Aniseed has a sinful taste;
at your elbow a woman’s voice
like I imagine the voice of ghosts,
demanding food. She has no grace
but, diseased and blind of an eye
and heavy with habitual dolour
listlessly finds you and I
and the table, are the same colour.
The music, the harsh talk, the fine
clash of the drinkseller’s tray
are the same to her as her own whine,
she knows no variety.
And in fifteen years of living
found nothing different from death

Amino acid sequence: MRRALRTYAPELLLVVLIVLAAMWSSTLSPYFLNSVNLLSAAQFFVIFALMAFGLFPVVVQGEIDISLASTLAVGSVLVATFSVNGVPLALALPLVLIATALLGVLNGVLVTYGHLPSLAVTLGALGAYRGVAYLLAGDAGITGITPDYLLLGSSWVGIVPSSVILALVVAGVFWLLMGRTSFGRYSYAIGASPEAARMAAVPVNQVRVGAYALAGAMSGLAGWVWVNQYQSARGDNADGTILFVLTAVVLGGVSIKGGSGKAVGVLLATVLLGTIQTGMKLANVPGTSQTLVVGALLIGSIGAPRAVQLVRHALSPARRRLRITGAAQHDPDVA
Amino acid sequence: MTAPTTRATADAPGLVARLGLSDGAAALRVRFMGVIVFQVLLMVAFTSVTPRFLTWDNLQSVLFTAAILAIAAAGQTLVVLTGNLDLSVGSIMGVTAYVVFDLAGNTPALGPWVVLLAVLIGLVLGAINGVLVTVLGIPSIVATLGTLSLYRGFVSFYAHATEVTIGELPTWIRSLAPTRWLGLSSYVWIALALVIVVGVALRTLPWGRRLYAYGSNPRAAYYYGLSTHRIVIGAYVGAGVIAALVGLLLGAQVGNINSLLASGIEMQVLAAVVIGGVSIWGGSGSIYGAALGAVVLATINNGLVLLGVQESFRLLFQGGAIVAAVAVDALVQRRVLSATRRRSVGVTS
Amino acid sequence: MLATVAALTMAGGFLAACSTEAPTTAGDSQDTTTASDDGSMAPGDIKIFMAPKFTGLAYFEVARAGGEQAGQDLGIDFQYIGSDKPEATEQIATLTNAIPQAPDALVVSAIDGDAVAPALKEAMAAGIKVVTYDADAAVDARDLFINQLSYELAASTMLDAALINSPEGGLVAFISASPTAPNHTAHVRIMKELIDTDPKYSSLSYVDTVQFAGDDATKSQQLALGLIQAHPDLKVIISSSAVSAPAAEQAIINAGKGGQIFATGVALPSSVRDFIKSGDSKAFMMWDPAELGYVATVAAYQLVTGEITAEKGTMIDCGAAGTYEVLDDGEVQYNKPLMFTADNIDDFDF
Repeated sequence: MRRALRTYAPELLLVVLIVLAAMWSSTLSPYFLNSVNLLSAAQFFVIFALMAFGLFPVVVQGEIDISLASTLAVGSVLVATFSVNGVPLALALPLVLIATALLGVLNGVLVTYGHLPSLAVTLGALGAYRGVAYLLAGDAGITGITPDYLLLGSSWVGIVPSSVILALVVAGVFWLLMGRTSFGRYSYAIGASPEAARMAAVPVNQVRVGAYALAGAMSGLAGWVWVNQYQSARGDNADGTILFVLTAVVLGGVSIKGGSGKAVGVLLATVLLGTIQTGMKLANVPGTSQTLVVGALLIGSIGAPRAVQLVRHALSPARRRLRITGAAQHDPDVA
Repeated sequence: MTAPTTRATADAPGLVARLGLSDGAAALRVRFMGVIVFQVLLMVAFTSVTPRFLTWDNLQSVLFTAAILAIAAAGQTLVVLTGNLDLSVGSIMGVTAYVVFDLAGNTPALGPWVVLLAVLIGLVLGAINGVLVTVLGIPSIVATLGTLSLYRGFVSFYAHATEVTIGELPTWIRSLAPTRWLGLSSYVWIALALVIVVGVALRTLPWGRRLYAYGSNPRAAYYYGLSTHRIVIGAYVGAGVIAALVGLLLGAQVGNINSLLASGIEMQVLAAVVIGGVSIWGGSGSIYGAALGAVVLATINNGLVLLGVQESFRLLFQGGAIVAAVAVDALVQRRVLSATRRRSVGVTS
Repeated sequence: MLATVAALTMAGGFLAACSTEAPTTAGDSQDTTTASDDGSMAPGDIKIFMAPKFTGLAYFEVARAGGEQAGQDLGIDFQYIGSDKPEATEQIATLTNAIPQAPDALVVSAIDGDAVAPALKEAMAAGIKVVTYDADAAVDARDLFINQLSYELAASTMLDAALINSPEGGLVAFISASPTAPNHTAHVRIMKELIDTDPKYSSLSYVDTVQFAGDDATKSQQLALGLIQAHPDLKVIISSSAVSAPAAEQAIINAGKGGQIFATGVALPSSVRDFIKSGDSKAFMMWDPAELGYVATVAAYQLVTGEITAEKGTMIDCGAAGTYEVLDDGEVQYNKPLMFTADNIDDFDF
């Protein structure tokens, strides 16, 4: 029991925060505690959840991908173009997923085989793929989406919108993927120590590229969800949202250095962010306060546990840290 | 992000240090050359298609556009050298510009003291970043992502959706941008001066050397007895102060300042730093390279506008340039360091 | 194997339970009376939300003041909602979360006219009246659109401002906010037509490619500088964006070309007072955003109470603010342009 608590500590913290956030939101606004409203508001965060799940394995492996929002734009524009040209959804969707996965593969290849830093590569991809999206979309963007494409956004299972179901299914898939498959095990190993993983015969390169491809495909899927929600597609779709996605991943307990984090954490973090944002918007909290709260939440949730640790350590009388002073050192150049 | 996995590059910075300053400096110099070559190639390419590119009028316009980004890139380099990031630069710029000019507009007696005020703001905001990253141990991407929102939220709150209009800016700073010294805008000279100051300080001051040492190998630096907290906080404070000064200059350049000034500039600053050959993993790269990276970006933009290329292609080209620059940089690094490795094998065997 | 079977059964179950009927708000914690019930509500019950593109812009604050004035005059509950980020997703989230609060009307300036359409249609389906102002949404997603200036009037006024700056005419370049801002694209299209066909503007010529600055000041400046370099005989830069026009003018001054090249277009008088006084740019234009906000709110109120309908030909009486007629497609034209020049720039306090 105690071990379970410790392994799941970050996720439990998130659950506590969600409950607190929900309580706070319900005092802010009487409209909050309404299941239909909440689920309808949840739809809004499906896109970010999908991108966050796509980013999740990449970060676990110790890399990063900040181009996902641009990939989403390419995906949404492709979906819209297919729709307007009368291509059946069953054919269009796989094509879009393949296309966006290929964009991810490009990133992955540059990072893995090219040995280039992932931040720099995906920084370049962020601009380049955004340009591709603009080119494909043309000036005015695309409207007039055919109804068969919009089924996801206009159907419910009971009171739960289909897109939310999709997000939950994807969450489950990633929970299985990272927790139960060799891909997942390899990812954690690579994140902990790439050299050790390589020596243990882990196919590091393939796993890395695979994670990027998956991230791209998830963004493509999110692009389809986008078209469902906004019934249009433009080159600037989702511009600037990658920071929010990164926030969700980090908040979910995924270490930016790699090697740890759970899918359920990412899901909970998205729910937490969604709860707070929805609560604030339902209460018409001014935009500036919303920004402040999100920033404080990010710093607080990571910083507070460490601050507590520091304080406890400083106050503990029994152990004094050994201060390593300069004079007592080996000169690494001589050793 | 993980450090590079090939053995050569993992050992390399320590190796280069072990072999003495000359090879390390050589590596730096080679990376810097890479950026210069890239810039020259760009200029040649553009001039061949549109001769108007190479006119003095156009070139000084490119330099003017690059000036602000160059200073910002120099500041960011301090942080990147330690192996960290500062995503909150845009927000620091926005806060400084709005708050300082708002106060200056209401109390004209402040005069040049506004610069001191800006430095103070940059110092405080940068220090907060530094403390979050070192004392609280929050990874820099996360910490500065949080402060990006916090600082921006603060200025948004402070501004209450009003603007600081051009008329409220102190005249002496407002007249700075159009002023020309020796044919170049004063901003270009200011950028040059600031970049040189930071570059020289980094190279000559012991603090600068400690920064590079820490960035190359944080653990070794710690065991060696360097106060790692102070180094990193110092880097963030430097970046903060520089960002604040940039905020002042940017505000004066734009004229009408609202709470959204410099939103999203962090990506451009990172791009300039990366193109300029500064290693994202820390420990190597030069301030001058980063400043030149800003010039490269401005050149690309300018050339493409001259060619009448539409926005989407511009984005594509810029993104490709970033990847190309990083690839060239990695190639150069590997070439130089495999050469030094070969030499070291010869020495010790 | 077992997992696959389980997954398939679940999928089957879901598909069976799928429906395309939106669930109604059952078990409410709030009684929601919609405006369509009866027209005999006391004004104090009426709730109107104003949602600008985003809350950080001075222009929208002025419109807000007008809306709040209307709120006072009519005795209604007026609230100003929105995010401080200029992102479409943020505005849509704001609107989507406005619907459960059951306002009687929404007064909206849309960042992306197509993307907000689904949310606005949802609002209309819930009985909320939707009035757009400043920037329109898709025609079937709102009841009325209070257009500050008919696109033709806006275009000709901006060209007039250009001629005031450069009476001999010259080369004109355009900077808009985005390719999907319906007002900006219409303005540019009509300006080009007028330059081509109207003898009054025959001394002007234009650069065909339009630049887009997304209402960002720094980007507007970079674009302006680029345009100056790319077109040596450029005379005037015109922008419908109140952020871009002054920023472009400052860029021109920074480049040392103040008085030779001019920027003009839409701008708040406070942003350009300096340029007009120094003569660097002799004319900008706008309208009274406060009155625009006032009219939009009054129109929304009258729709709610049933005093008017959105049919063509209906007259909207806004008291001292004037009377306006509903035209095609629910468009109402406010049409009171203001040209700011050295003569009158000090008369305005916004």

but the difference of moving
and the nuisance of breath.
A disguise of ordure can’t hide
her beauty, succumbing in a cloud
of disease, disease, apathy. My God,
the king of this country must be proud.
[Written in 1942, while Douglas was in a military hospital]
Author: Keith Douglas
Keith Douglas died, at age 24, in Normandy in June of 1944. Several editions of his work are available, most recently "Simplify Me When I am Dead."